As I processed her words and lectures, I thought back over all the projects I’ve worked on through the years.  As it turns out, the project I am MOST proud of isn’t a gorgeous landscape at all.  In fact, it’s just a little over the line to the ‘tacky’ side of things.  Heck, I didn’t even design it though I did envision it and co-managed the project.  I wasn’t paid for the work either, I spent more than a year as a near-full time volunteer.  However, when the dust settled, our group of 50 average people had raised hundreds of thousands of dollars and recruited 6,000 volunteers to build the largest children’s playground in Utah in just 10 days, totally from scratch.

It didn’t all go perfectly but of every project I’ve ever worked on, THIS was the most rewarding!  Parents came together to create something magical for their children and Grandchildren and our community worked together to complete a goal that none of us could have completed seperately.  For me, THAT is the magic.  It’ not how the landscape looks but what it’s able to DO that provides the greatest satisfaction to my soul.

The Wild West Jordan Playground- Photo courtesy Utah Outdoor Sports

At the beginning of the lecture I was transported by thoughts of what it would feel like to be a great designer- perhaps a bit of the ‘road not taken’ syndrome (and those thoughts make the incredible assumption that it is even within me in the first place to have ever become a great designer).  However, by the end of her lectures I knew with absolute certainty that the change of direction away from landscaping as a way of promoting myself and my own talents toward landscaping as a tool for providing meaning and connection for other people is exactly what I want to be doing in my life!

Instead of designing landscapes that are pretty but myopic, I now get to use my skills for a higher social purpose. And THAT is what motivates me! Teaching people how to coax the ideas and landscape connection out of themselves and empowering them to create it is just something I find personally rewarding. Gardens SHOULD have meaning and be a refection of those who tend them. I am so honored to spend my career helping people find and connect with the land in ways that honor both their spirit and the land.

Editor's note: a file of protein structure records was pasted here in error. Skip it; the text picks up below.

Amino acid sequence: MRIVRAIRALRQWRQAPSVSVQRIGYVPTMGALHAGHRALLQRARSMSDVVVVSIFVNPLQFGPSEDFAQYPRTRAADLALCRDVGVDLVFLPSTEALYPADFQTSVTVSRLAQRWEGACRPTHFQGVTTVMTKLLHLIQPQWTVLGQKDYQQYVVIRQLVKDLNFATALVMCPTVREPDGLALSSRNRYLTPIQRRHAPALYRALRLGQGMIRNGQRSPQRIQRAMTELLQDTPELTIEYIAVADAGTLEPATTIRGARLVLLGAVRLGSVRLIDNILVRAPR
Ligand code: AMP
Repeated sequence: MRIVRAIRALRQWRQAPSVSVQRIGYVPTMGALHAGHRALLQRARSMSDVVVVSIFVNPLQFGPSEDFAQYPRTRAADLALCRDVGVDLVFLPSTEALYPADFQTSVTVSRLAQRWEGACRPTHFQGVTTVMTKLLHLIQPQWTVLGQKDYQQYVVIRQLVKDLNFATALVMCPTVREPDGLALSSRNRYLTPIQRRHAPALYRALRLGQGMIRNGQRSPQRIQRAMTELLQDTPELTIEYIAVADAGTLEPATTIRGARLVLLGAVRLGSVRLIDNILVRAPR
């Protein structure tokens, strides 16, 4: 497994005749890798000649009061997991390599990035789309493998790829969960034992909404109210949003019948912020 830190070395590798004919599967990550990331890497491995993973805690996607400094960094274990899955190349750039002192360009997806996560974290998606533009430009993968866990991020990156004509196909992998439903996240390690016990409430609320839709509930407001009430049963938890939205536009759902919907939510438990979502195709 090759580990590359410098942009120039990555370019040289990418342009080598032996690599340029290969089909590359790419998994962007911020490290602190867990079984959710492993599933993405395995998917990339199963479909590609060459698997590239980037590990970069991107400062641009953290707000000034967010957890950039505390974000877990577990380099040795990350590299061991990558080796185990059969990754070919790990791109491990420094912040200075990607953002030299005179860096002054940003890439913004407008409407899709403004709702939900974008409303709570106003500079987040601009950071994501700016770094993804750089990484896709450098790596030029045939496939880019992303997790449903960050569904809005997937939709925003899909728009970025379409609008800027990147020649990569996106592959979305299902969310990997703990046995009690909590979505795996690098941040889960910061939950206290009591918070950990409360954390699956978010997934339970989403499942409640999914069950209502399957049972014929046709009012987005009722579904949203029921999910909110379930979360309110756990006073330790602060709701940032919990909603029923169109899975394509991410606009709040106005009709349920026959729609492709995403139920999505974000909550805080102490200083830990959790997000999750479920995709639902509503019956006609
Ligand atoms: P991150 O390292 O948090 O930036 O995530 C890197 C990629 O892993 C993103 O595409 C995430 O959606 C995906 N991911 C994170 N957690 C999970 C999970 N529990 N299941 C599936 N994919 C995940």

I will never be a Topher Delaney.  I will, however, be able to look back on the body of work I create when I reach the end of my ‘career’ and be proud of what I helped OTHERS create for themselves and the meaning which is really what it’s all supposed to be about anyway.

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  • Merrill Johnson
    February 8, 2012 at 8:37 pm

    Enjoyed your comments on meeting Topher Delaney. I think she has many more options of plant material in warmer climates than we have in most areas of Utah. Working for the wealthy probably gives more options. I grow native plants and have been asked several times to design a dry landscape. I can grow a whole lot better than design.